Where Has The Adriatic Squid Gone?

Total Croatia News

“There is none, no catch, gone… I catch two, three, four… sometimes none in an entire evening. What used to be kilos are now 15-20 decagrams…”

Those words were used by almost every squid hunter to describe his fishing success, whether in Zadar or on nearby islands. It seems this is the case all over the Adriatic, Slobodna Dalmacija wrote on January 8, 2018.

“They complain that we have fished it out with special nets,” says well known Zadar fisherman Nikica Ramov, who owns a fishing company with brother Denis, spending most of the year fishing as their only livelihood, “but this is simply not true. We don’t catch any either. There are none there. We’ve heard the same from other captains for whom squid was a secondary catch.“

Adriatic squid is a delicacy equally loved on the coast and the continent, albeit in the latter many still believe the natural form of squid is a – ring.

Squid is a sought after good, so buyers, especially caterers, have been facing an enormous increase in price in the past few months, up to 150 kuna per kilo on the Zadar market. Just ahead of Christmas Eve, when squid is equally valued as codfish due to tradition, prices were even higher.

Interestingly, on the largest Croatian food market in the winter period, the one in Zagreb, the price of squid did not surpass 120 kuna, but at the same time a kilo of octopus soared, at over 100 kuna.

There is no expert answer to what happened to the squid, as confirmed by prof.dr. Ivan Katavić from the Split Oceanography and Fishing Institute, also former Deputy Agriculture Minister, as it hasn’t only avoided fishermen’s nets, but is also missing from the radar of scientists and lawmakers.

The lawmakers didn’t even state the minimal permitted size of caught squid, and registration of the catch is mandatory only since last year. It is still being treated as secondary catch by many fishing tools. Interestingly, the minimal size is also not regulated in the rest of the European Union.

Many small fishermen on islands and along the coast would previously already have dozens or hundreds of kilogrammes of squid in deep freezers, as its price rises each year with the development of tourism. This was one of the significant sources of income for family budgets.

Scientists have not been monitoring the squid, their movement, habitat, or pelagic events. “The causes of the drastic diminishment of the commercial, adult squid population has not been elaborated enough scientifically, although the vectors of pressure on this resource are quite clear,” says prof. Katavić.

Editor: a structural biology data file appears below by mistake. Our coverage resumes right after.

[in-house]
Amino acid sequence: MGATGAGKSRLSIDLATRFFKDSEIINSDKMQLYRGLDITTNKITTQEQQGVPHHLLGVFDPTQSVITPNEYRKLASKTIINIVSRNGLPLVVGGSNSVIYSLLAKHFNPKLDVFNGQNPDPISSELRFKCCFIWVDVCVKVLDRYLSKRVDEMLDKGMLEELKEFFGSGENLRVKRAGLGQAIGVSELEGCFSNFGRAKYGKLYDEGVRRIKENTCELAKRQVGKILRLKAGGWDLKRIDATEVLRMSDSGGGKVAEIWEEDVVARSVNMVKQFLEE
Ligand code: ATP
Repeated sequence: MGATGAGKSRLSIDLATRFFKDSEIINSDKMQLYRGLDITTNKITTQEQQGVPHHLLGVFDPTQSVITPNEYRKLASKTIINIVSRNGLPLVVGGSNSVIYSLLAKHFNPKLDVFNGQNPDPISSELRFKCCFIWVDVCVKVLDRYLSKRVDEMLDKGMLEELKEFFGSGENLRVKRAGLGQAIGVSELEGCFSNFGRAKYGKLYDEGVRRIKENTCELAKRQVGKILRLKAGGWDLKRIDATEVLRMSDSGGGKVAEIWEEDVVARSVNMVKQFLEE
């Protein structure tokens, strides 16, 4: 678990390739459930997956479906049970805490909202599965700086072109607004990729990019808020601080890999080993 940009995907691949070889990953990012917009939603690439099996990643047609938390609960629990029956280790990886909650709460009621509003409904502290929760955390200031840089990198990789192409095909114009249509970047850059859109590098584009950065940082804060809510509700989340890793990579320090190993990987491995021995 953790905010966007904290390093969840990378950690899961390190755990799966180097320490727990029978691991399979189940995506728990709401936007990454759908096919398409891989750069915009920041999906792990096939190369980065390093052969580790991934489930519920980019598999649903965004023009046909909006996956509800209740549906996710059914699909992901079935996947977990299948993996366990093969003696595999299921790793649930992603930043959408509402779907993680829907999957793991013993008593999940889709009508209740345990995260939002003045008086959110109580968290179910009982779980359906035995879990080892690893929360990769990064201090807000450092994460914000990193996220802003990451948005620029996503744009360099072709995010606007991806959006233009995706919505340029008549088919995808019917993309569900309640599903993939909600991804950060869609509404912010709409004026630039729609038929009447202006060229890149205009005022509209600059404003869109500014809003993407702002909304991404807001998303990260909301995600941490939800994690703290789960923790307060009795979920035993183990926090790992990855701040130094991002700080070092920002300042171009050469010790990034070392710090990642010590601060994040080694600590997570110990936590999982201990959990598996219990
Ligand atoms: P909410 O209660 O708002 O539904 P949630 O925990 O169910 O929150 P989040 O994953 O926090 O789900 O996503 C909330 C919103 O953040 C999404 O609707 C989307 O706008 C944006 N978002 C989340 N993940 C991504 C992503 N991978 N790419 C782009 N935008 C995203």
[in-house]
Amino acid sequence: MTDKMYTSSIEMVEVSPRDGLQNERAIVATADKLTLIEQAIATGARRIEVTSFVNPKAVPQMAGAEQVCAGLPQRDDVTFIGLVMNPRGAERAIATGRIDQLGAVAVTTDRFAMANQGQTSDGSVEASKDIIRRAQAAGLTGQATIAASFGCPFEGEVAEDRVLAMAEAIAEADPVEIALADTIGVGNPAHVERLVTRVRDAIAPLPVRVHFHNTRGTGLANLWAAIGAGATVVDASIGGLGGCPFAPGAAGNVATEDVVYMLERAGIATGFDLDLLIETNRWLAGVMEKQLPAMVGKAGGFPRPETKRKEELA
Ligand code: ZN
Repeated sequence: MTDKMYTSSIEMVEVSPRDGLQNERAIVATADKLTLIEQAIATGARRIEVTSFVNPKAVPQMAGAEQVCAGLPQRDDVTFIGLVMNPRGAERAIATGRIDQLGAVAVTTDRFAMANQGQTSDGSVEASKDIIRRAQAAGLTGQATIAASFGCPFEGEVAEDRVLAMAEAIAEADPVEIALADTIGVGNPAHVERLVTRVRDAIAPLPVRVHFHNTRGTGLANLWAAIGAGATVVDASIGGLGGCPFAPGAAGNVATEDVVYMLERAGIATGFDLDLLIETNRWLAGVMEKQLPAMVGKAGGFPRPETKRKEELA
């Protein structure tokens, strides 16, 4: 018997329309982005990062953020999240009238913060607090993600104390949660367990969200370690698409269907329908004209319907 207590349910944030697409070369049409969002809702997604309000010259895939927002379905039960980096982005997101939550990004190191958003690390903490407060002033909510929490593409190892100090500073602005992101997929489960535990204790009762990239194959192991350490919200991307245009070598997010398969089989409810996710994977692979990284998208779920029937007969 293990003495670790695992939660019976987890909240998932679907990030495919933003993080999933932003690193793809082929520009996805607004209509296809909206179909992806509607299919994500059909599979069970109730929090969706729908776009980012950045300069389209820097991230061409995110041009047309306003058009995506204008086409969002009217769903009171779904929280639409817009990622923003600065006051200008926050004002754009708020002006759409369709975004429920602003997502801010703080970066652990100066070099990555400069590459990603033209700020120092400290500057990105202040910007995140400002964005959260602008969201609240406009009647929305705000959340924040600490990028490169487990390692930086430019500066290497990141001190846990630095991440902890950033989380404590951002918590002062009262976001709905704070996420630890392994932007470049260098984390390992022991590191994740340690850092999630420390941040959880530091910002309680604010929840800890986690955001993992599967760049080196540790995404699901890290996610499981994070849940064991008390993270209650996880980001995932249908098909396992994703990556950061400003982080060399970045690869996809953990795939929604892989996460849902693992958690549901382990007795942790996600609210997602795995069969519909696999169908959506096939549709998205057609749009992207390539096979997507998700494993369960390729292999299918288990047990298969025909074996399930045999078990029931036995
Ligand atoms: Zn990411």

“One of the hypotheses of the causes is the usage of forbidden methods and fishing techniques, especially during the tourism season when their price is highest, so even the smallest squid are game. Although from March 1 to September 30 lights for grouping squid are forbidden, they are in relentless use. The population attracted by lights is then non-selectively fished. This encompasses a significant portion of the juvenile population. In the period from 2001 until today, the fishing of small fish has grown seven times, and squid was always in the nets as a secondary catch.”

Prof. Katavić allows for the hypothetical, unexplored possibility that climate change and some deep water events affect the squid numbers, such as jellyfish destroying baby squids, but also one brought up by Italian scientists who were looking into the reasons for the diminishing catch of cuttlefish.

Cuttlefish like to spawn in traps, and as a result their eggs are destroyed when the traps are surfaced. If something similar is going on with the squid, then it isn’t yet known.

“Luckily, squid is an easy regenerative and fast growing sea resource, so we may see its big return in just a few years. It just needs some rest,” says prof. Katavić and adds that in the future, we may breed squid in cages or something similar.

The Spanish are seriously working on the first projects of cultivating octopus, the second very sought after and tasty cephalopod.

“Inspections of the usage of lights in fishing need to be intensified, with stricter control over illegal lights and other fishing tools during the increased demand in the summer season. This is easier to write than to enforce as fishermen “catch money,” and it is easiest to catch during high market demand. Increased tourism, with significant effects for the GDP and its surplus will claim its “victims,” where even squid are not immune,” concluded prof. Katavić.

Translated from Slobodna Dalmacija.


Subscribe to our newsletter

the fields marked with * are required
Email: *
First name:
Last name:
Gender: Male Female
Please don't insert text in the box below!

Leave a Comment